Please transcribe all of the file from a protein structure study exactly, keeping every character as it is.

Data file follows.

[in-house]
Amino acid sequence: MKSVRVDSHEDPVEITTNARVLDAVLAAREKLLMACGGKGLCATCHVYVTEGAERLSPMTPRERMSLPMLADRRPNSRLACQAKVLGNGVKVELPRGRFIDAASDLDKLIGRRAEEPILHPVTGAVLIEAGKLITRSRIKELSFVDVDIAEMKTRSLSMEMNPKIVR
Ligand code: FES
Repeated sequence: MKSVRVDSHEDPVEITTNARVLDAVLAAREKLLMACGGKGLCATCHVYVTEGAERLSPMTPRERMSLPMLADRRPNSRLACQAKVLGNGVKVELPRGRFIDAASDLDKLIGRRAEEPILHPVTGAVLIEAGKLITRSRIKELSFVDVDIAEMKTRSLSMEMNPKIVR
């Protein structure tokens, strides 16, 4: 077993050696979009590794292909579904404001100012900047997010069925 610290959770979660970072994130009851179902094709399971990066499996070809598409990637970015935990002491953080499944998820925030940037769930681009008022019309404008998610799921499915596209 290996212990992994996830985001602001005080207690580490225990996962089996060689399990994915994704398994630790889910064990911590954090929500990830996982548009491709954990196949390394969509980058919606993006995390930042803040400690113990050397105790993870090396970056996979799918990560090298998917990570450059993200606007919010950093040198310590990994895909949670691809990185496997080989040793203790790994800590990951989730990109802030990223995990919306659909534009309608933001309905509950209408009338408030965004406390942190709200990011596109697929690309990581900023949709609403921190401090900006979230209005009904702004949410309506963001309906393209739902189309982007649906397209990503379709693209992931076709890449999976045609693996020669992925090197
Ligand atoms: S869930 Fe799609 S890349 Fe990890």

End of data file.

[in-house]
Amino acid sequence: MKSVRVDSHEDPVEITTNARVLDAVLAAREKLLMACGGKGLCATCHVYVTEGAERLSPMTPRERMSLPMLADRRPNSRLACQAKVLGNGVKVELPRGRFIDAASDLDKLIGRRAEEPILHPVTGAVLIEAGKLITRSRIKELSFVDVDIAEMKTRSLSMEMNPKIVR
Ligand code: FES
Repeated sequence: MKSVRVDSHEDPVEITTNARVLDAVLAAREKLLMACGGKGLCATCHVYVTEGAERLSPMTPRERMSLPMLADRRPNSRLACQAKVLGNGVKVELPRGRFIDAASDLDKLIGRRAEEPILHPVTGAVLIEAGKLITRSRIKELSFVDVDIAEMKTRSLSMEMNPKIVR
């Protein structure tokens, strides 16, 4: 077993050696979009590794292909579904404001100012900047997010069925 610290959770979660970072994130009851179902094709399971990066499996070809598409990637970015935990002491953080499944998820925030940037769930681009008022019309404008998610799921499915596209 290996212990992994996830985001602001005080207690580490225990996962089996060689399990994915994704398994630790889910064990911590954090929500990830996982548009491709954990196949390394969509980058919606993006995390930042803040400690113990050397105790993870090396970056996979799918990560090298998917990570450059993200606007919010950093040198310590990994895909949670691809990185496997080989040793203790790994800590990951989730990109802030990223995990919306659909534009309608933001309905509950209408009338408030965004406390942190709200990011596109697929690309990581900023949709609403921190401090900006979230209005009904702004949410309506963001309906393209739902189309982007649906397209990503379709693209992931076709890449999976045609693996020669992925090197
Ligand atoms: S869930 Fe799609 S890349 Fe990890």